|Publication number||US5151272 A|
|Application number||US 07/540,441|
|Publication date||Sep 29, 1992|
|Filing date||Jun 18, 1990|
|Priority date||Nov 26, 1982|
|Also published as||DE3376467D1, EP0126751A1, EP0126751B1, EP0126751B2, US5753259, WO1984002076A1|
|Publication number||07540441, 540441, US 5151272 A, US 5151272A, US-A-5151272, US5151272 A, US5151272A|
|Inventors||Sven Engstrom, Bjorn Lindman, Kare Larsson|
|Original Assignee||Fluid-Carbon International Ab|
|Export Citation||BiBTeX, EndNote, RefMan|
|Patent Citations (12), Non-Patent Citations (15), Referenced by (128), Classifications (28), Legal Events (5)|
|External Links: USPTO, USPTO Assignment, Espacenet|
The present application is a continuation of U.S. Ser. No. 07/166,759, filed Mar. 3, 1988 and copending with the present application at the time of filing, but now abandoned. Application Ser. No. 07/166,759 was a continuation of Ser. No. 06/638,221 filed Jul. 26, 1984, now abandoned. The parent to the present application claims priority from Swedish application no. 8206744-8, filed Nov. 26, 1982.
Amphiphilic substances, i.e. substances with both hydrophilic and hydrophobic (lipophilic) groups, spontaneously tend to self-associate in aqueous systems forming various types of aggregates. A typical example is shown in FIG. 1 in "Cubic Mesomorphic Phases" (R. R. Balmbra, J. S. Clunie and J. F. Goodman, Nature, 222, 1159 (1969)), in which an increasing amount of amphiphile in water gives rise to micellar, cubic, hexagonal and lamellar phases. The structures of these phases are well-known, except for the cubic phases, since there are a number of cubic phases, some of which remain to be determined in detail.
Several important features of the above mentioned phases are listed below:
a) All phases are thermodynamically stable and have therefore no tendency to phase separate with time (unless chemical decomposition occurs), and they will also form spontaneously.
b) All phases are characterized by having distinct hydrophilic and hydrophobic domains, which give them the possibility to dissolve (solubilize) or disperse both water-soluble and water-insoluble compounds.
c) In general the rheology of the phases varies from low viscous Newtonian (dilute or moderately concentrated micellar phases) over viscous liquids to visco-elastic rigid systems (cubic phases.
d) The long-range order in the hexagonal, lamellar and cubic phases, as seen inter alia in X-ray low angle diffraction, in combination with liquid-like properties on a molecular level, have given rise to the notation "liquid crystalline phases". The anisotropic phases, i.e. mainly the hexagonal and the lamellar phases, are birefringent and are therefore easily identified in the polarizing microscope.
e) If oil, in a broad sense, is added to an amphiphile-water system, and the oil/water ratio is high (>>1), then aggregates of the reversed type may form, i.e. reversed micellar and reversed hexagonal, or alternatively, cubic structures can be obtained. These structures will also give rise to thermodynamically stable phases.
f) The occurrence of the above described phases is not restricted to specific amphiphiles, but they are encountered in almost every amphiphile-oil-water system. One or two phases may be absent, and the location of the phases vary in the phase diagram, but it is not unjustified to state that the similarities are more pronounced than the differences.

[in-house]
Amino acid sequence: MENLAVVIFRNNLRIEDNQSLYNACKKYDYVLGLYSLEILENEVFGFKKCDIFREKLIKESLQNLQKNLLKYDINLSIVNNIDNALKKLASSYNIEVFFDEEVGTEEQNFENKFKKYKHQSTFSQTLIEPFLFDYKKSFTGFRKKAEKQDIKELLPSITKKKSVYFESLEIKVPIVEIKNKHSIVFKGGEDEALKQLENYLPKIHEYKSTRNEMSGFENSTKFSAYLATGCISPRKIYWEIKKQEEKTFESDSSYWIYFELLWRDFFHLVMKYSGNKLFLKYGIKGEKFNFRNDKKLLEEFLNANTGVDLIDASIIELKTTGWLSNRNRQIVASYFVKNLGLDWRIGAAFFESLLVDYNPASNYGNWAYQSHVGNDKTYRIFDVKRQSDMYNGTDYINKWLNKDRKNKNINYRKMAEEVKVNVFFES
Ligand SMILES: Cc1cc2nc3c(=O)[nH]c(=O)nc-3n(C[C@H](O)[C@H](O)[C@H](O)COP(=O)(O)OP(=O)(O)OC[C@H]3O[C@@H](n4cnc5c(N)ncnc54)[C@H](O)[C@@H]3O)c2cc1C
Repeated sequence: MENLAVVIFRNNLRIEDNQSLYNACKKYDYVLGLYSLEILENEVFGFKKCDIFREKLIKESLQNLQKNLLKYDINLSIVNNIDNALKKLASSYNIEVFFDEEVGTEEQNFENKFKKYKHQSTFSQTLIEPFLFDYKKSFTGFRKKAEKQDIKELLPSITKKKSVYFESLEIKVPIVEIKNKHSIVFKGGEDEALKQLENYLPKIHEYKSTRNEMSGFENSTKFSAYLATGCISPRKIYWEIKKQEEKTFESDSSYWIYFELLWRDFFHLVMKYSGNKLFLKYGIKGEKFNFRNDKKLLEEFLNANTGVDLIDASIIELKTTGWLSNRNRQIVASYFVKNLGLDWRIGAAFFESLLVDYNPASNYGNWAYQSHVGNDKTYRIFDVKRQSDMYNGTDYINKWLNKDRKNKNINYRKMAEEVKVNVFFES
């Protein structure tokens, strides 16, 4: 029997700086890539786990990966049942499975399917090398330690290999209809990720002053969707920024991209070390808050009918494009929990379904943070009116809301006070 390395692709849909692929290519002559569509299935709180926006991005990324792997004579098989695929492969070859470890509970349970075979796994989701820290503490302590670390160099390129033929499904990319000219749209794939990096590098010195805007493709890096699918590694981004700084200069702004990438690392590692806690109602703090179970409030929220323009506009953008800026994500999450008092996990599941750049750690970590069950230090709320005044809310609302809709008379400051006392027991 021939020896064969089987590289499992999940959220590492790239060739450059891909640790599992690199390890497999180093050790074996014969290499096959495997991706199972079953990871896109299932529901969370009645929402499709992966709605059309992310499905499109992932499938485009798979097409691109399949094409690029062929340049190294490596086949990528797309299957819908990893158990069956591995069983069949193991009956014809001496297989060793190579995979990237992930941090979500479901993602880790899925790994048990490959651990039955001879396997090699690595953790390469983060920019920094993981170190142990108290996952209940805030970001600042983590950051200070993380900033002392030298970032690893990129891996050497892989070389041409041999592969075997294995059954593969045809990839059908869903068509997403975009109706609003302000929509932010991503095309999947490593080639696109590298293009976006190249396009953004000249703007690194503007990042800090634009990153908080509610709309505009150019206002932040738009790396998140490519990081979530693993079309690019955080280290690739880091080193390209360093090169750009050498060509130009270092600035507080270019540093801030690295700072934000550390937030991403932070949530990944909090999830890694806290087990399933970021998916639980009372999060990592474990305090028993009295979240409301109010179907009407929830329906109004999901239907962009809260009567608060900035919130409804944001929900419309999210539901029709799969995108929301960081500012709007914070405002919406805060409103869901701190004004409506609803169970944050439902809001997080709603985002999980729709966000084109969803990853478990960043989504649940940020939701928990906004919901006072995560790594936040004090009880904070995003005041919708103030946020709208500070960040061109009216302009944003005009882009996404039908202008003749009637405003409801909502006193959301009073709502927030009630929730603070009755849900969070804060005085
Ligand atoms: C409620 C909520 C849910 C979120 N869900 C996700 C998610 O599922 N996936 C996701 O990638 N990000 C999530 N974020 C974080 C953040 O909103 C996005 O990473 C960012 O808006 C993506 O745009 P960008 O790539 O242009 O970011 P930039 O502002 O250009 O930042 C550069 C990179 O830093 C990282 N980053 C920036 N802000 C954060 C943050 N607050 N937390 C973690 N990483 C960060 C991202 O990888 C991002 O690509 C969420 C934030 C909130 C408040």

Several of the characteristics listed above make some of the phases formed in systems with amphiphilic substances interesting candidates for being used as matrices or barriers in controlled-release preparations. Perhaps the most important feature is the possibility to dissolve both water-soluble and water-insoluble compounds in the phases due to their amphiphilic character. Moreover, the highly ordered structures with distinct hydrophilic and hydrophobic domains put restrictions on the diffusion of added compounds, a fact which may be advantageously used for controlled-release purposes. Especially the cubic liquid crystalline phases offer many possibilities in this context due to their rheological properties, which make them useful both as tablets and pastes.
The cubic liquid crystalline phase may crudely be characterized as being either of the water-discontinuous or oil-discontinuous droplet type, or of the bi-continuous type. The droplet structures may thus be either of a "water-soluble" or of a "water-insoluble" type. Bi-continuous structures of cubic phase have been determined by V. Luzatti et al. (Nature, 215, 701 (1967)) and K. Larsson et al. (Chem. Phys. Lipids, 27, 321 (1980)). All the different forms of cubic phases can be used in controlled-release preparations which the following discussion will explain.
The cubic liquid crystalline phase can also be described as erodible or non-erodible depending on its behaviour in excess water. Furthermore, the rate of erosion depends on, besides temperature and agitation, the appearance of the phase diagram for the actual amphiphile. This dependence is extremely strong and the rate of erosion may vary by several orders of magnitude. The following three examples will illustrate the erodible and non-erodible types of cubic phases at a temperature of 37° C.
In FIG. 11 in "Phase Behaviour of Polyoxyethylene Surfactants with Water" (D. J. Mitchell, G. J. T. Tiddy, L. Waring, T. Bostock and M. P. McDonald, J. Chem. Soc. Faraday Trans. 1, 79, 975 (1983)) two cubic phases are found, one at low and the other at high amphiphile concentration. The cubic phase at low concentration is built up by closed-packed micelles and this phase will erode fast in water giving a micellar solution. For the cubic phase at high concentration of amphiphile, however, the rate of erosion is much slower since it, in excess water, first is converted to a hexagonal phase, then to the other type of cubic phase which finally forms a micellar phase.